Mr. Runyon to Mr. Olney .
Berlin , October 10, 1895 . (Received Oct. 25.)
Sir: Referring to my dispatch No. 377, of the 2d instant, I would add that in the visit of the secretary of this embassy to Munich, therein mentioned, he called upon Dr. Loewenfeld, one of the attorneys of Mr. Louis Stern, to speak with him in reference to the advisability of further action with the Bavarian Government. Dr. Loewenfeld deprecated any further steps in that direction as being inadvisable. I may say that in one of my interviews with the Imperial foreign office on the subject it was suggested by Baron von Rotenhan, then acting secretary of state for foreign affairs, that a personal application by me to the prince regent of Bavaria might, in view of the hostility of the people to the granting of the application, embarrass the regent by giving ground for the imputation that any favorable action he might take had been merely the result of diplomatic influence, without regard to the merits of the application. The adverse feeling above referred to and the jealousy of diplomatic interference in the case are shown in an article from the Cologne Gazette, a very influential journal, a copy of which, with translation, is hereto annexed.
I yesterday again went to the foreign office to speak to Baron Marschall von Bieberstein himself on the subject of the application for pardon. In the conversation which I then had with him, he, after recognizing the right of the United States to look after the interests of their citizen, expressed his unwillingness to discuss the proceedings of the trial or the propriety of the granting by the pardoning power of the application for pardon or commutation. The exercise of this power, he remarked, rests entirely with the prince regent of Bavaria. Baron von Marschall said that, in his own opinion, the sentence was not too harsh or disproportionate to the offense, which in Germany is regarded as one of much gravity. He said a German subject would have been punished in like manner for the same offense—using abusive language to an official on duty and threatening to box his ears—and he asked on what ground pardon or commutation could be asked for Mr. Stern. “Certainly,” said he, “not on the ground that he is a wealthy American, for foreigners are quite as much bound to observe the laws of Germany when they come here as are German subjects, and the fact of the great [Page 484] wealth of the offender is no reason for applying to him a different kind of punishment than would under the same circumstances for the same offense be inflicted upon a poor man.”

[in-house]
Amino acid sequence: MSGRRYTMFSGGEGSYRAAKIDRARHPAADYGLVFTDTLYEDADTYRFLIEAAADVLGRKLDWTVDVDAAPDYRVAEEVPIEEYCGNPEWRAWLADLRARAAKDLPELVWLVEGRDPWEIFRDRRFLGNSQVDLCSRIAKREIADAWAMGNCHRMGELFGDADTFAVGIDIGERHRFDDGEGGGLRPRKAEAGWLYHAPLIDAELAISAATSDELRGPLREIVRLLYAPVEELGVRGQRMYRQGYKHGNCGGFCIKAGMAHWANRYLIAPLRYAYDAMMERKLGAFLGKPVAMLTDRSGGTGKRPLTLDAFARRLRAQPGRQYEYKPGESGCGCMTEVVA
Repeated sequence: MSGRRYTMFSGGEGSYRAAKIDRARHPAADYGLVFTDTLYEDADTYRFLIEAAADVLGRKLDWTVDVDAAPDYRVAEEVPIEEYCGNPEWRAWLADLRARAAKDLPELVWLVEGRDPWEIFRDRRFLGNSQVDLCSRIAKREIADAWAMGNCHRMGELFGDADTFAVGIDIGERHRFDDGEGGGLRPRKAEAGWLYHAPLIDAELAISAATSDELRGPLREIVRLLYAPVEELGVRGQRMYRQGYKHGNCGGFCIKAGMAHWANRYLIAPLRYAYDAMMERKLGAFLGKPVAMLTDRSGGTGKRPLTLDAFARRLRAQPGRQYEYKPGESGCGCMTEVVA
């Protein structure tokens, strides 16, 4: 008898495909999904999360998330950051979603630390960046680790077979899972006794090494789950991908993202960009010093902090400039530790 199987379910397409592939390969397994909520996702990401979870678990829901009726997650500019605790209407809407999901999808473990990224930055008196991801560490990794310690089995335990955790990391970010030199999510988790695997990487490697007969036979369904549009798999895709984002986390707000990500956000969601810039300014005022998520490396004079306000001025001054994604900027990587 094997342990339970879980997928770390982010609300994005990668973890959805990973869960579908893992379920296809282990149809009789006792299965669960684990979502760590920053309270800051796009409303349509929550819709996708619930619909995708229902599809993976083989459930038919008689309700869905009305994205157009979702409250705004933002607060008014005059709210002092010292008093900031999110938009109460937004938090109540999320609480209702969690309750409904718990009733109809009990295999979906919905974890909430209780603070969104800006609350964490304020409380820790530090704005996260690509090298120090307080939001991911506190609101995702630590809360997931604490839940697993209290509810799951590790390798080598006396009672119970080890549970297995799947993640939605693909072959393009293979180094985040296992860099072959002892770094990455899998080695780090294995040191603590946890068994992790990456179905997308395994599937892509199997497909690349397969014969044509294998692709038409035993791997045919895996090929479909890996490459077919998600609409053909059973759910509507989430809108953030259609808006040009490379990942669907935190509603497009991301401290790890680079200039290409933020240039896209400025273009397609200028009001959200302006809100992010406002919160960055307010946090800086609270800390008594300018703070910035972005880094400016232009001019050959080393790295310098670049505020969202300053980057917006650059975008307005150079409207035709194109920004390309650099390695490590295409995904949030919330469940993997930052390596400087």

I replied that it would seem clear that the law has been sufficiently vindicated in the proceedings already taken in Mr. Stern’s arrest, with the requirement of the large bail demanded, his trial and conviction and the sentence, and that it appeared to me that the case is one in which clemency, at least so far as to relieve from the ignominy of imprisonment, might well be exhibited with no prejudice to the law or its interests, particularly in view of Mr. Stern’s apology and his apologetic conduct—as to the latter, referring to his offer to give a large sum of money to the poor of Kissingen, which is repeated in his petition, and that it seemed to me that the administration of the German law (especially seeing that the application to the pardoning power in no wise impugns the judicial action in the case) could not be prejudiced by favorable action upon the petition, and that, moreover, in view of the fact that the incident was causing a painful feeling in the United States, it is very desirable that Mr. Stern be spared the ignominy of imprisonment.
On the subject of the large amount of bail which was required—80,000 marks—to which I referred above, Baron von Marschall said the judicial action in the matter was quite in accordance with German law, far larger bail being required from a man of wealth than from one of but little means. He further said that the sentiment in the United States to which I had alluded must arise from the difference in the views in the two countries taken in regard to the conduct of individuals toward officials when acting in discharge of their duty; that in Germany due respect to those who are in official position is strictly insisted upon from all persons under such circumstances, and that if the matter be properly viewed the public in America must concede the propriety of the action of the German authorities, which, he said, is merely an insistence that the law of the country be respected and infractions thereof impartially punished. He also spoke of the great feeling in Germany on the subject of this case—a feeling very adverse to the granting of the pardon—and asked whether I had read the speeches in the Bavarian Parliament in reference to the matter, contrasting the action of the Government therein with its action in the Fuchsmühle case.
I replied that I had seen them and had read the expressions to which he alluded, A translation of certain extracts from those speeches I have already sent you.